I get this question a lot from clients – what’s the difference between mutual funds and ETFs (exchange-traded funds)? Both are investment funds that will generally provide you with some level of diversification. There are mutual funds and ETFs that invest in US stocks, non-US stocks, real estate, and gold. Additionally, there are even funds that allow you to invest in more developing areas like cannabis and blockchain technology. While mutual funds and ETFs have several similarities, I’ll point out three of the major differences.
Mutual Funds and ETFs
Buying and Selling Shares
If you want to invest in a mutual fund, you’ll need to buy shares directly from the fund company. Mutual funds are pricing happens once per day. When you want to sell your shares of a mutual fund, you’ll redeem them with the fund company, and they will pay you whatever the share value is on that day.
The “E” in ETF stands for exchange. If you want to purchase shares of an ETF, you’ll need to find someone willing to sell your shares. To do this, you’ll make the purchase on an exchange, like the NASDAQ or the New York Stock Exchange. You can do this at any point during the day when the markets are open. Throughout the day, the price of the shares of an ETF may fluctuate.
When you go to sell your shares of a mutual fund back to the fund company, the fund manager may not have the cash available to give you. In this case, the fund manager needs to raise cash by selling some of the investments they’ve made inside of the fund. This transaction may generate taxable gains, which then distribute out to the mutual fund shareowners. If you own shares in a mutual fund, chances are you’ve received a Form 1099-DIV from that fund company, typically around February. Any capital gains the fund realized during the year were passed along to you, the shareowner, to pay taxes on. This means even in a year in which you didn’t sell anything; you can still be liable for capital gains taxes.
Many regard exchange-traded funds as more tax-efficient investments than mutual funds. In this example, Jim and Sally both own shares of an ETF. Jim wants to sell his shares, and Bob wants to purchase his shares. Bob buys his shares directly from Jim to complete the transaction. Notice how a fund manager wasn’t involved, and no investments inside the ETF needed to be sold. There were no capital gains realized inside the fund. Jim, who sold his shares, may need to pay tax on any capital gain he realized. Additionally, Sally will not have a tax liability due to Jim’s sale to Bob.
Costs Between Mutual Funds and ETFs
Both mutual funds and ETFs will typically have costs, and the cost is usually an expense ratio. An expense ratio is stated as a percentage. Actively-managed funds will often have higher expenses than passively-managed funds. Actively-managed funds will typically have a team of fund managers and investment professionals whose stated objective is to outperform a benchmark like the S&P 500 or the Bloomberg Barclays US Aggregate Bond Index. It costs money for the fund company to pay their managers, market the fund, and research investments. Those costs are usually passed along to the shareowners.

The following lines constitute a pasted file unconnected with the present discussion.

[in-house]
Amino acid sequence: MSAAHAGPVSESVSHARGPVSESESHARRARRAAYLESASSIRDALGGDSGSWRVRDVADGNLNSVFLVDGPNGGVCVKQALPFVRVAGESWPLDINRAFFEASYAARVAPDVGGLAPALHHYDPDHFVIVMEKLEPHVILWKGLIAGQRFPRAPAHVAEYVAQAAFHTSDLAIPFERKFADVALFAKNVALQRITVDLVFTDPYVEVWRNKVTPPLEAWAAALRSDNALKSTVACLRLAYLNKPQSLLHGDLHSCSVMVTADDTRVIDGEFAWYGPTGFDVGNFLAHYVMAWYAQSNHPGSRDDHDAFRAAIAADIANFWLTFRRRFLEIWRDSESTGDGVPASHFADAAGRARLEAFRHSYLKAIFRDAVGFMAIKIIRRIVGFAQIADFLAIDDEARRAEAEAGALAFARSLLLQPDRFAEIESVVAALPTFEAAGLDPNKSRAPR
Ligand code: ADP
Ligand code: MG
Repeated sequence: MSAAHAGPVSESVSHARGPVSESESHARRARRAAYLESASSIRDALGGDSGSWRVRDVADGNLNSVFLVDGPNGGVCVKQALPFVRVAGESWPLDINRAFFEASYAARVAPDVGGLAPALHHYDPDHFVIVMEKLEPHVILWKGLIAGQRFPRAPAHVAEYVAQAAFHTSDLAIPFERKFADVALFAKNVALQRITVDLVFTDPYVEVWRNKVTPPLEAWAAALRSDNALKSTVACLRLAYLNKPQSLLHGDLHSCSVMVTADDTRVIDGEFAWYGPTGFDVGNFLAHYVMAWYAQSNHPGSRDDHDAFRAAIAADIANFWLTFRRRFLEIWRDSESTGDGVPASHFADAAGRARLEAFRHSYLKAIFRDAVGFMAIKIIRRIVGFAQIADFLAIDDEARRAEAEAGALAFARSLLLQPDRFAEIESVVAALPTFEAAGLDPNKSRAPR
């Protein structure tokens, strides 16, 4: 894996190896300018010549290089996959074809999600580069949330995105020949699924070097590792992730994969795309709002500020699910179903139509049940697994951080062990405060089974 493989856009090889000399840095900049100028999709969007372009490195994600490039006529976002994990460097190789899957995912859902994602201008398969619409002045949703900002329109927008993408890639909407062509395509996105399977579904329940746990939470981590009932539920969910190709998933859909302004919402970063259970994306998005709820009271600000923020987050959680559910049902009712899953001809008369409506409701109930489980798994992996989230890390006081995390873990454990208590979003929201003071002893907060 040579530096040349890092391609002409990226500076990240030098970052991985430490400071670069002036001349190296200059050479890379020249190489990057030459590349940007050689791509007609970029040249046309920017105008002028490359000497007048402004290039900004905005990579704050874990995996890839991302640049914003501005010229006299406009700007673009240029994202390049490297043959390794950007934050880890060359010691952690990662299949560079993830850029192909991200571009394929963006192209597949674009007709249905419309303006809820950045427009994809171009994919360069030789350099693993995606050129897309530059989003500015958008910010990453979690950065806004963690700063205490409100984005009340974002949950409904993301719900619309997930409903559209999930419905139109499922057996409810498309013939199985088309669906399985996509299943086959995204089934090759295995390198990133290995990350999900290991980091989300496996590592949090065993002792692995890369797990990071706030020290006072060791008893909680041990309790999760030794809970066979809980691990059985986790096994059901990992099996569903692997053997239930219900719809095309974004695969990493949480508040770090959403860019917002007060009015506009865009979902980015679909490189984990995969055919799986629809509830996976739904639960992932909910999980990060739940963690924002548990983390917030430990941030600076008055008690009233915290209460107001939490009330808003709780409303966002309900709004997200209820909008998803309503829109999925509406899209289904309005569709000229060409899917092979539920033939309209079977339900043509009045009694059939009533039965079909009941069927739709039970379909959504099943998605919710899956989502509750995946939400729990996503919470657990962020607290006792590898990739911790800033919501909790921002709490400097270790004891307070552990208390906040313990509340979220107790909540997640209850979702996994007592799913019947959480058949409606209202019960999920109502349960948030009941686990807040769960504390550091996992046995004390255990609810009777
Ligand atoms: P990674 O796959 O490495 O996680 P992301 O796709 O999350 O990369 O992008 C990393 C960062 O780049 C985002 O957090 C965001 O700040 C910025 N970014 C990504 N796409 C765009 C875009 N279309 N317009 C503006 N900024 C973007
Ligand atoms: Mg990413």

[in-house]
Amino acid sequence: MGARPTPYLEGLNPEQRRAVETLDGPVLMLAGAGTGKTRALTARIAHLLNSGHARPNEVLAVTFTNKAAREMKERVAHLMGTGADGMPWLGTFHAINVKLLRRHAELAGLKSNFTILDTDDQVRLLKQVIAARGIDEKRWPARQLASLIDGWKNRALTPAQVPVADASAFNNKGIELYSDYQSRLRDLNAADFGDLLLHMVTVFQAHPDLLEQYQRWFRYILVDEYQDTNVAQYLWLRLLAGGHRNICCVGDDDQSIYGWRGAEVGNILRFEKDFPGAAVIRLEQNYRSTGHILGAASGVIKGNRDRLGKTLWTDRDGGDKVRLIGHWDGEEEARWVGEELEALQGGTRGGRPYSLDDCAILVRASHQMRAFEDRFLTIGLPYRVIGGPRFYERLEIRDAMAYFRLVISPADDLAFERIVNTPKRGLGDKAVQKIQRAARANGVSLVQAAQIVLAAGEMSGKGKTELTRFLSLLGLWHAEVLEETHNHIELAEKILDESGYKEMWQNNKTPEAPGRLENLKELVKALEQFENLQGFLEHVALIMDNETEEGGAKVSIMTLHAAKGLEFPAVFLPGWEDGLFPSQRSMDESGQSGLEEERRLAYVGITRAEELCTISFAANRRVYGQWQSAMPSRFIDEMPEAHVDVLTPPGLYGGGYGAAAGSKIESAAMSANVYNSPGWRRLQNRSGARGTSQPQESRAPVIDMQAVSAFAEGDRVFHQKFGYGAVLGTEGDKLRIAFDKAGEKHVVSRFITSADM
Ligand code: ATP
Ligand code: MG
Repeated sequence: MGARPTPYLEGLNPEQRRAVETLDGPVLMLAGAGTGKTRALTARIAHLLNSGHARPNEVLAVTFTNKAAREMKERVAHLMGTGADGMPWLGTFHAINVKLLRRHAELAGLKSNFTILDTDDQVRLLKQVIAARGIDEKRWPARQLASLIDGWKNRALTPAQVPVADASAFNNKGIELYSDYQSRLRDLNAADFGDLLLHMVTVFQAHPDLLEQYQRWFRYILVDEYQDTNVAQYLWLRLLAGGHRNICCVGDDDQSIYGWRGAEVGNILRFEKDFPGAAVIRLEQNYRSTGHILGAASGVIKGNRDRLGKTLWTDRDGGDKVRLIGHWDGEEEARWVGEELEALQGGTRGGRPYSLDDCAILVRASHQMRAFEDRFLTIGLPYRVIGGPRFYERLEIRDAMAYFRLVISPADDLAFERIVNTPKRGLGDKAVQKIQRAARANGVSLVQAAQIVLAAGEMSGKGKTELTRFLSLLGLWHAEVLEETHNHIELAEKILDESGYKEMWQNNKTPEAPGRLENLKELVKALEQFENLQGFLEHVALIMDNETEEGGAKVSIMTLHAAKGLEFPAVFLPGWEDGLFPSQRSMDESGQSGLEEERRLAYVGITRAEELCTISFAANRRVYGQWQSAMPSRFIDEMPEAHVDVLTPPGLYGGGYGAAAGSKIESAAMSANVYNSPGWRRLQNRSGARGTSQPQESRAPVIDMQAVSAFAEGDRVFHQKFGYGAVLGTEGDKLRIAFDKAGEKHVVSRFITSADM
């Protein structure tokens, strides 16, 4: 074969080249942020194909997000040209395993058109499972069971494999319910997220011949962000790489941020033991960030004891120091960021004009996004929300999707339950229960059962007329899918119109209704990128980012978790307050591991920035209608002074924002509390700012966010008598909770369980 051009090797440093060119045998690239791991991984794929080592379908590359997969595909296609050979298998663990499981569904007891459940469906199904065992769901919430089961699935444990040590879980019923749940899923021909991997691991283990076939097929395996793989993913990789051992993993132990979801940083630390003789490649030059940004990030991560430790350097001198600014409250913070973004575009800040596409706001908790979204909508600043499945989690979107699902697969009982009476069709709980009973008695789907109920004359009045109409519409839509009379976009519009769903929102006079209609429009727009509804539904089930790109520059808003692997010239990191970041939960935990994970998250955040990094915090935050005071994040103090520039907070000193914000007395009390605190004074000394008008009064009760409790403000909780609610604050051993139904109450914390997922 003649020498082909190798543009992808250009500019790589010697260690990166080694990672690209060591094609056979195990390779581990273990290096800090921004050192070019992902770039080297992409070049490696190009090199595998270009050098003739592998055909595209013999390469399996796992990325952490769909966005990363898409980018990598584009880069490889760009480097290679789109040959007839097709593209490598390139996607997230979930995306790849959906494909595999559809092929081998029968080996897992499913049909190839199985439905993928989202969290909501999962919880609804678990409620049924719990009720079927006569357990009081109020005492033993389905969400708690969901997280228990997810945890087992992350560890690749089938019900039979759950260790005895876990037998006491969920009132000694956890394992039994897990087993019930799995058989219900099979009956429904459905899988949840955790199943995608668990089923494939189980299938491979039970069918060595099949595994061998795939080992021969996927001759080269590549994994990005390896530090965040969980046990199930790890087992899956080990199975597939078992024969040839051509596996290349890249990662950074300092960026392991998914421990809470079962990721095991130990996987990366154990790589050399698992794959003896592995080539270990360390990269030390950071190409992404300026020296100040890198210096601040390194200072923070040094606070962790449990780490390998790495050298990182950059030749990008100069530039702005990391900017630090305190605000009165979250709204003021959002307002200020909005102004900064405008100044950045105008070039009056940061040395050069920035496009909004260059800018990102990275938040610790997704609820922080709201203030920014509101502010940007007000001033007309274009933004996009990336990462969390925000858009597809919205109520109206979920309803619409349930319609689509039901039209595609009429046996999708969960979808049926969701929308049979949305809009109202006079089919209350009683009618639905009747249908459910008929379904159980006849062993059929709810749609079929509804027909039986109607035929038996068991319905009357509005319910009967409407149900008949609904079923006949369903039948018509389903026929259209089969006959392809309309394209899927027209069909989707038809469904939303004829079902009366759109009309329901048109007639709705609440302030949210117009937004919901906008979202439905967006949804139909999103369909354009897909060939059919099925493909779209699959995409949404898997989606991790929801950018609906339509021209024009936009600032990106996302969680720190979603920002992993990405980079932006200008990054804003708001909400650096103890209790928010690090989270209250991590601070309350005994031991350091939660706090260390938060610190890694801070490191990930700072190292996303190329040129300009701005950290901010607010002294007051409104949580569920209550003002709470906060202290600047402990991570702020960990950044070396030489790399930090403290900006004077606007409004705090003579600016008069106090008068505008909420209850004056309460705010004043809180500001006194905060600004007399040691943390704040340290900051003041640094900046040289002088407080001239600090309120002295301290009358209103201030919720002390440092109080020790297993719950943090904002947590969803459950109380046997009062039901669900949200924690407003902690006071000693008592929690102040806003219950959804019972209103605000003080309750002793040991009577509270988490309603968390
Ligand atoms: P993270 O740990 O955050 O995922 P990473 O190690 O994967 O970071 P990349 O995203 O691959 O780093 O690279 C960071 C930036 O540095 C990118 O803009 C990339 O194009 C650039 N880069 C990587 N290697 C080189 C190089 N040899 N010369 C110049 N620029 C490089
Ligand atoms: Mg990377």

With a passively-managed fund, the fund is typically not trying to outperform a benchmark but to replicate the performance of a benchmark. The cost of doing business within a passively-managed fund is usually lower.
Many mutual funds are actively-managed, although there are some mutual funds that are passively-managed. A typical expense ratio for an actively-managed mutual fund might be 0.75% or higher, meaning for every $100,000 you invest in the fund, you’ll pay about $750 per year in fund expenses. On the other hand, ETFs are generally passively-managed, and usually, have lower expense ratios of below 0.4%.
If You’re Not Sure, Talk to a Professional
Both mutual funds and ETFs can play an essential role in your portfolio. You should consult with your financial planner to determine which may be the best investment vehicle to accomplish your goals. If you want to learn more about mutual funds and ETFs – you can check out The Guided Retirement Show episodes 12 and 13. In these episodes, Dean Barber, Bud Kasper, and I discuss the differences of mutual funds and ETFs and how they can fit in a retirement plan.
You can also reach out to us anytime at 913-393-1000 or schedule a complimentary consultation below. We’re always ready to discuss your financial planning options and the impact they might have on your retirement.
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The views expressed represent the opinion of Barber Financial Group an SEC Registered Investment Advisor. Information provided is for illustrative purposes only and does not constitute investment, tax, or legal advice. Barber Financial Group does not accept any liability for the use of the information discussed. Consult with a qualified financial, legal, or tax professional prior to taking any action.